Note that the controller does not validate the MAC address (other than its length). The user must ensure MAC is valid and unique.

  • recovery – specifies whether recovery is enabled. If unspecified, recovery is enabled by default. To disable it, set recovery to 0.
  • sf_pool_percent – determines the initial SF pool size as the percentage of PF_TOTAL_SF of mlxconfig. Valid range: [0, 100]. For instance, if the value is 5, it means an SF pool with 5% of PF_TOTAL_SF is created. 0 means no SF pool is reserved beforehand (default). 

    PF_TOTAL_SF is shared by all applications. User must ensure the percent request is guaranteed or else the controller will not be able to reserve the requested SFs resulting in failure.

  • sf_pool_force_destroy – specifies whether to destroy the SF pool. When set to 1, the controller destroys the SF pool when stopped/restarted (and the SF pool is recreated if sf_pool_percent is not 0 when starting), otherwise it does not. Default value is 0.

For example, the definition below has all static PFs using mlx5_0 (port 0) as the data path device in a non-lag configuration:

  "ib_dev_p0": "mlx5_0",
  "ib_dev_p1": "mlx5_1",
  "ib_dev_for_static_pf": "mlx5_0",
  "is_lag": 0,
  "pf_mac": "00:11:22:33:44:55",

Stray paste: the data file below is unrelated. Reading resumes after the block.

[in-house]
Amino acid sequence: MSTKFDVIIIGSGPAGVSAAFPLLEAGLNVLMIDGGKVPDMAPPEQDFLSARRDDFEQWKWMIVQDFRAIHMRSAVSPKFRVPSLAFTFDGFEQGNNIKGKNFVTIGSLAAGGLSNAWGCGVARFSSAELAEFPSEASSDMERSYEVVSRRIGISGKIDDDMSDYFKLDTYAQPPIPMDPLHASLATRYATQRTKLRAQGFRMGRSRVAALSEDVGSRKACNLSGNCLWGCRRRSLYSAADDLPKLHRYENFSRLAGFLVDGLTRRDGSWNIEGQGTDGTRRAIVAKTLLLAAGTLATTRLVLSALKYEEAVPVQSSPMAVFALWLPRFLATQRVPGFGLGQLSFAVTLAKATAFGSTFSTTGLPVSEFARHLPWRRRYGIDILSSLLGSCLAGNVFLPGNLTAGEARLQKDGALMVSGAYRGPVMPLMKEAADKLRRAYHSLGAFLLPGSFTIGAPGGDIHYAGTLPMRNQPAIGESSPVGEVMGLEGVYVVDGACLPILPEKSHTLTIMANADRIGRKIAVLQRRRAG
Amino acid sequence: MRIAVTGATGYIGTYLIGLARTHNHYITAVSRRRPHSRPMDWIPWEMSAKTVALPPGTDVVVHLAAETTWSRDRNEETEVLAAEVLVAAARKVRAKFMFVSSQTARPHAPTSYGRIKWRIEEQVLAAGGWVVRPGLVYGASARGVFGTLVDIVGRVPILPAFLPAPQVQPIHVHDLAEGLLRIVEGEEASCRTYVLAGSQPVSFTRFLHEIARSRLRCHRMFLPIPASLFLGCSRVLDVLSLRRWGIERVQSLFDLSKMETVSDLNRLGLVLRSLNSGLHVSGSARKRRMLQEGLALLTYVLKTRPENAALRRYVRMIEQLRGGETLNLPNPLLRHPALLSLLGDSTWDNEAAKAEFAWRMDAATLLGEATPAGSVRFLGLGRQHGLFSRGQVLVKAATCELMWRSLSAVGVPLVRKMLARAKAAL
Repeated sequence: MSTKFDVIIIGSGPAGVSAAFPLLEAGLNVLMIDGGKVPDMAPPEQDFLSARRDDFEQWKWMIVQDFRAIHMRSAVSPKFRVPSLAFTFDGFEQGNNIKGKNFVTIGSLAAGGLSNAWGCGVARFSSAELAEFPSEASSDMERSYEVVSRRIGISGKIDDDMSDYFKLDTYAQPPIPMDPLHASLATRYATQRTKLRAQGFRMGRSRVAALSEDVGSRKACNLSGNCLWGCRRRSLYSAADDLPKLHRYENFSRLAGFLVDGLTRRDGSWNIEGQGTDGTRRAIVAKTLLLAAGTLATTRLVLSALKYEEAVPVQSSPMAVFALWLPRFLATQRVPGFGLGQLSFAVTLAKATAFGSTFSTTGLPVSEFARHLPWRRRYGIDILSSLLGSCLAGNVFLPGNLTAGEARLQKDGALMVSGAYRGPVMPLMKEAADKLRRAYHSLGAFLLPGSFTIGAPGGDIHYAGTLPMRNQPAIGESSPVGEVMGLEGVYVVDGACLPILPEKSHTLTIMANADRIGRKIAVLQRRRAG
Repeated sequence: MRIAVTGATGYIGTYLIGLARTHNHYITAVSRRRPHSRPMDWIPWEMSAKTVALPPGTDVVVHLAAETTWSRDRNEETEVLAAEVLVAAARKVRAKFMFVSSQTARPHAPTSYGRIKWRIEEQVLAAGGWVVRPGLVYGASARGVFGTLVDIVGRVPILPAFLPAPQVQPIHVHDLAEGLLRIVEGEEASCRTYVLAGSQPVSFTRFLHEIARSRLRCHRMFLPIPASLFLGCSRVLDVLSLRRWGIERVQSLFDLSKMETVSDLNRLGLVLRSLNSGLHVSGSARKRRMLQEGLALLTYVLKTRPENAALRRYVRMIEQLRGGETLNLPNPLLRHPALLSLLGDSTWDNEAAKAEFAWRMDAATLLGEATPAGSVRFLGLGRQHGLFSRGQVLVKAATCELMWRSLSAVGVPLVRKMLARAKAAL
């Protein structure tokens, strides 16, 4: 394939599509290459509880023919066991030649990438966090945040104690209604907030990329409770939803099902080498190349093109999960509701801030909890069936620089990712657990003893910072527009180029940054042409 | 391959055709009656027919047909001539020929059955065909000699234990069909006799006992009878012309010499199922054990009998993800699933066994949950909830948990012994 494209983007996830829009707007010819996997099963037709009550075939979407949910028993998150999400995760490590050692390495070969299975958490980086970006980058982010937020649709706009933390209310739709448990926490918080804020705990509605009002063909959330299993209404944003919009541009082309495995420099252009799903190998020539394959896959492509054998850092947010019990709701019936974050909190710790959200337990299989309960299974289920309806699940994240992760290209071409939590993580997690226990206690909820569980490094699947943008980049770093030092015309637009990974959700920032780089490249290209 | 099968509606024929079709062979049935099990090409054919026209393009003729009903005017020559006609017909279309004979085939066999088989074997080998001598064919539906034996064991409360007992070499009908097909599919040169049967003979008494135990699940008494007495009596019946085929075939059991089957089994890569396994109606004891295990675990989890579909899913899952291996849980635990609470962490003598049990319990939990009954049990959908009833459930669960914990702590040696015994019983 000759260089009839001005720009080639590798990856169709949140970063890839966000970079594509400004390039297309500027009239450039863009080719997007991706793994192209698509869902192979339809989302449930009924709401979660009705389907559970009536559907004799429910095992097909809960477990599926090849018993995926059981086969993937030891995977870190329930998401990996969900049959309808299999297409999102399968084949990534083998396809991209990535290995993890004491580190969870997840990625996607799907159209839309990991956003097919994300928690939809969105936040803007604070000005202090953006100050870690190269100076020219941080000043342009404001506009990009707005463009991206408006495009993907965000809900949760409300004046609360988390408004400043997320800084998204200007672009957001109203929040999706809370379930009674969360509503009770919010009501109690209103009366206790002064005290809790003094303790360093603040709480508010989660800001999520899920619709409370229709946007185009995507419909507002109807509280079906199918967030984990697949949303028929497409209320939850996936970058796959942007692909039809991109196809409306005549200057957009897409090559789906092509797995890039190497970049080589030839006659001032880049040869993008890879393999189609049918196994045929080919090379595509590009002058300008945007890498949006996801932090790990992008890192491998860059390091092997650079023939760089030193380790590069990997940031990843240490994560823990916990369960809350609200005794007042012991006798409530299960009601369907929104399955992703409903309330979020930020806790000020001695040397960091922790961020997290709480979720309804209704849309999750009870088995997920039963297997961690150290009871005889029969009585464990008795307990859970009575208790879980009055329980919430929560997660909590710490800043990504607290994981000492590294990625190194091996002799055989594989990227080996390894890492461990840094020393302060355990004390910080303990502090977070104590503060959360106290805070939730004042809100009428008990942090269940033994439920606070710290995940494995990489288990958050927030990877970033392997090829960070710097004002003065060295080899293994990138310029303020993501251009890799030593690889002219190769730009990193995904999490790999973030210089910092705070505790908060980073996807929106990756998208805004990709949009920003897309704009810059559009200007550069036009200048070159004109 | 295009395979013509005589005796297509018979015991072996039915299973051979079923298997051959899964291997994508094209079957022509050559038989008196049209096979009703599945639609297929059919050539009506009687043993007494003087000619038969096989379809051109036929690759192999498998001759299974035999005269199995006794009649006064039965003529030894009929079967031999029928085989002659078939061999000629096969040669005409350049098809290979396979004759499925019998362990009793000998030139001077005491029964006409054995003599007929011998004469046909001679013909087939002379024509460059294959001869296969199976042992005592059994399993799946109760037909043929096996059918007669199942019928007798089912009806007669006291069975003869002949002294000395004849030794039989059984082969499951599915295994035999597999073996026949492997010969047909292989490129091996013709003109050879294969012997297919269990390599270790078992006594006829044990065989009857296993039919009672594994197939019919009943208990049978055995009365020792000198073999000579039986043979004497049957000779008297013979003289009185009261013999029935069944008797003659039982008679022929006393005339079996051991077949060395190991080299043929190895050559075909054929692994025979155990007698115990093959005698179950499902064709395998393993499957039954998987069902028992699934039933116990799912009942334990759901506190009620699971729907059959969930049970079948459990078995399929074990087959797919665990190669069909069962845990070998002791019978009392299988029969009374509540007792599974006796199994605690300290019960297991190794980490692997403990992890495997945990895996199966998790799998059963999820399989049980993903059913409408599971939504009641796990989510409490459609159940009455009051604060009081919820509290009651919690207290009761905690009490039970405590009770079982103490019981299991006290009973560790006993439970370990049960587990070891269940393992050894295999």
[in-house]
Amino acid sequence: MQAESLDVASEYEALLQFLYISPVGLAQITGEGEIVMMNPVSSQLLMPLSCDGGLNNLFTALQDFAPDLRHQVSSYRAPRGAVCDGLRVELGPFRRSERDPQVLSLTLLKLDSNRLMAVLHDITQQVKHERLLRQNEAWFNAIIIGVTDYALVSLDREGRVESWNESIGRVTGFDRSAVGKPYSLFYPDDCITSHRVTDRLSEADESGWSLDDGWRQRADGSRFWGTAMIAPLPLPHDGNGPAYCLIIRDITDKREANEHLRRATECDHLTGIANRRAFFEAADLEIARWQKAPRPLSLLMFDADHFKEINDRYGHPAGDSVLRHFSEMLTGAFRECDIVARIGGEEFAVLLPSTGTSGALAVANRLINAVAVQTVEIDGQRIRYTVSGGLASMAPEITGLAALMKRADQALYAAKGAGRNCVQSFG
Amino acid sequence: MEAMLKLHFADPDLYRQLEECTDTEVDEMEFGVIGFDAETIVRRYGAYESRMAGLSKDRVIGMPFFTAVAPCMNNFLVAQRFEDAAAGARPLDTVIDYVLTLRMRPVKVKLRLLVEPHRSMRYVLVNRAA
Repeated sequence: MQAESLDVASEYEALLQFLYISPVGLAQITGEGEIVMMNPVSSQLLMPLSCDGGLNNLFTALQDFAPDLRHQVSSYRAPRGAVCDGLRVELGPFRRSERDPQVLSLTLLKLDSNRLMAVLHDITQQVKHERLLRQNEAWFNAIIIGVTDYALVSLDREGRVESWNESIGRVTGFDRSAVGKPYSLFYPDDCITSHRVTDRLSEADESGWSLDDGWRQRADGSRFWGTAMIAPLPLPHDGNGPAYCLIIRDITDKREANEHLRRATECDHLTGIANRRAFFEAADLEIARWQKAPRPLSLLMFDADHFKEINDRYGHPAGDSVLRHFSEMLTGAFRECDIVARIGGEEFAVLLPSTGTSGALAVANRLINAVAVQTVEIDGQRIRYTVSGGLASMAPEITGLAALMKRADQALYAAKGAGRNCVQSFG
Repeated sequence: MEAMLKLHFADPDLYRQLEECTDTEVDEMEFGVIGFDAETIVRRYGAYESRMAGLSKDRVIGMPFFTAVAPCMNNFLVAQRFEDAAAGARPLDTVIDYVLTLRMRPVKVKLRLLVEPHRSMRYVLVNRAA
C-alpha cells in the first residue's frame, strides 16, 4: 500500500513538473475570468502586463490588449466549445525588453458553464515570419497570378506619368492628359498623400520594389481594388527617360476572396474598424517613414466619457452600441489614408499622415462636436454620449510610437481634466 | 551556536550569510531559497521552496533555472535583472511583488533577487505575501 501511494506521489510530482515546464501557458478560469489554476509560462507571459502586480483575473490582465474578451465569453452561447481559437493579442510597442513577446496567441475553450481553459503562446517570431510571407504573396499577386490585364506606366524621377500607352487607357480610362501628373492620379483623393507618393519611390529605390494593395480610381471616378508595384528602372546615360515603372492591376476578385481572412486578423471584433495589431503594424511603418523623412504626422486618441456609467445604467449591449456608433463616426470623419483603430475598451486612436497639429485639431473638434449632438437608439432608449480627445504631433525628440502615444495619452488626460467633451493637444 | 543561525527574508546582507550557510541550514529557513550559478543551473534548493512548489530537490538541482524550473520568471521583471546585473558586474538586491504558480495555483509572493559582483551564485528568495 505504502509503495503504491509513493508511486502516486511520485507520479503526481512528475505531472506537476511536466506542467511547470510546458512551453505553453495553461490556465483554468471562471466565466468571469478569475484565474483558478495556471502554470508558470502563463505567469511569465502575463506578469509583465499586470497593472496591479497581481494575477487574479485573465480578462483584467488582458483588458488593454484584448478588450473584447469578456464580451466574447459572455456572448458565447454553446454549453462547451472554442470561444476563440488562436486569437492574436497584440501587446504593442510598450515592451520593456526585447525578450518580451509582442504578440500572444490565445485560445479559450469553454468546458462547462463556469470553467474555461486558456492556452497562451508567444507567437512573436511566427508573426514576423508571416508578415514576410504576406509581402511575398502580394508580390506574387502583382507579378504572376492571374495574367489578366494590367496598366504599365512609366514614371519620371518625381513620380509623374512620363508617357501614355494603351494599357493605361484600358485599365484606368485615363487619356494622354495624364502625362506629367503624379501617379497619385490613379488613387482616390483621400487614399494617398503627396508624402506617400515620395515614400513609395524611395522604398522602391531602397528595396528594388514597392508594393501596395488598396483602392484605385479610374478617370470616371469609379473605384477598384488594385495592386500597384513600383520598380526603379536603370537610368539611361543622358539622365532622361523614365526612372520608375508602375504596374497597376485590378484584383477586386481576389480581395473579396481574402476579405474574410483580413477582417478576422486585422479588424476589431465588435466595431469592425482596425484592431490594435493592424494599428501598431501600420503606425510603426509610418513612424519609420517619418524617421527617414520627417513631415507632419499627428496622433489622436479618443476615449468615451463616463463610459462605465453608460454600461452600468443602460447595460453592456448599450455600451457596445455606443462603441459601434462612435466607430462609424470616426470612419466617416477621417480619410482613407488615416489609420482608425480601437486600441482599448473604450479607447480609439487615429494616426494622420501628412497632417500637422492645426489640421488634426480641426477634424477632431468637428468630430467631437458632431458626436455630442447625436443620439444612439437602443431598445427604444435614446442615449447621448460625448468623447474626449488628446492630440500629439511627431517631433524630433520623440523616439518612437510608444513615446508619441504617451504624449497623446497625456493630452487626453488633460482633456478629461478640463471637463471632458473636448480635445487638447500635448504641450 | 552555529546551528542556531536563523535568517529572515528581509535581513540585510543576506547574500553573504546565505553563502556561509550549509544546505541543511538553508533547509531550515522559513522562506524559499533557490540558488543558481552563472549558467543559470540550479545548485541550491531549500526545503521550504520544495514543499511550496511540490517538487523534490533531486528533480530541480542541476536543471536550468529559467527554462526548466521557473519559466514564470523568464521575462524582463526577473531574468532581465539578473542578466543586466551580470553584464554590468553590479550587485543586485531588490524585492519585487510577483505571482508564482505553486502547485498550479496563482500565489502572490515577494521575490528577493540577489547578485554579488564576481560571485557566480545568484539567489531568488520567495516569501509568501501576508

"recovery": 1,
  "sf_pool_percent": 0,
  "sf_pool_force_destroy": 0

The following is an example for LAG configuration:

  "ib_dev_lag": "mlx5_bond_0",
  "ib_dev_for_static_pf": "mlx5_bond_0",
  "is_lag": 1,
  "pf_mac": "00:11:22:33:44:55",
  "recovery": 1,
  "sf_pool_percent": 0,
  "sf_pool_force_destroy": 0

User Frontend

To communicate with the service, a user frontend program (virtnet) is installed on the DPU. Run the following command to check its usage: 

# virtnet -h
usage: virtnet [-h] [-v] {hotplug,unplug,list,query,modify,log} ...

Nvidia virtio-net-controller command line interface v1.0.9
positional arguments:
                        ** Use -h for sub-command usage
    hotplug             hotplug virtnet device
    unplug              unplug virtnet device
    list                list all virtnet devices
    query               query all or individual virtnet device(s)
    modify              modify virtnet device
    log                 set log level
optional arguments:
  -h, --help            show this help message and exit
  -v, --version         show program's version number and exit

Note that each positional argument has its own help menu as well. For example: 

# virtnet log -h
usage: virtnet log [-h] -l {info,err,debug}
optional arguments:
  -h, --help            show this help message and exit
  -l {info,err,debug}, --level {info,err,debug}
                        log level: info/err/debug

To operate a particular device, either the VUID or device index can be used to locate the device. Both attributes can be fetched from command "virtnet list". For example, to modify the MAC of a specific VF, you may run either of the following commands:

# virtnet modify -p 0 –v 0 device -m 0C:C4:7A:FF:22:98


# virtnet modify -u <VUID-string> device -m 0C:C4:7A:FF:22:98

Note that the following modify options require unbinding the virtio device from virtio-net driver in the guest OS:

  • MAC
  • MTU
  • Features
  • Msix_num
  • max_queue_size

For example:

  • On the guest OS: 

    $ echo "bdf of virtio-dev" > /sys/bus/pci/drivers/virtio-pci/unbind
  • On the Arm side: 

    $ virtnet modify ...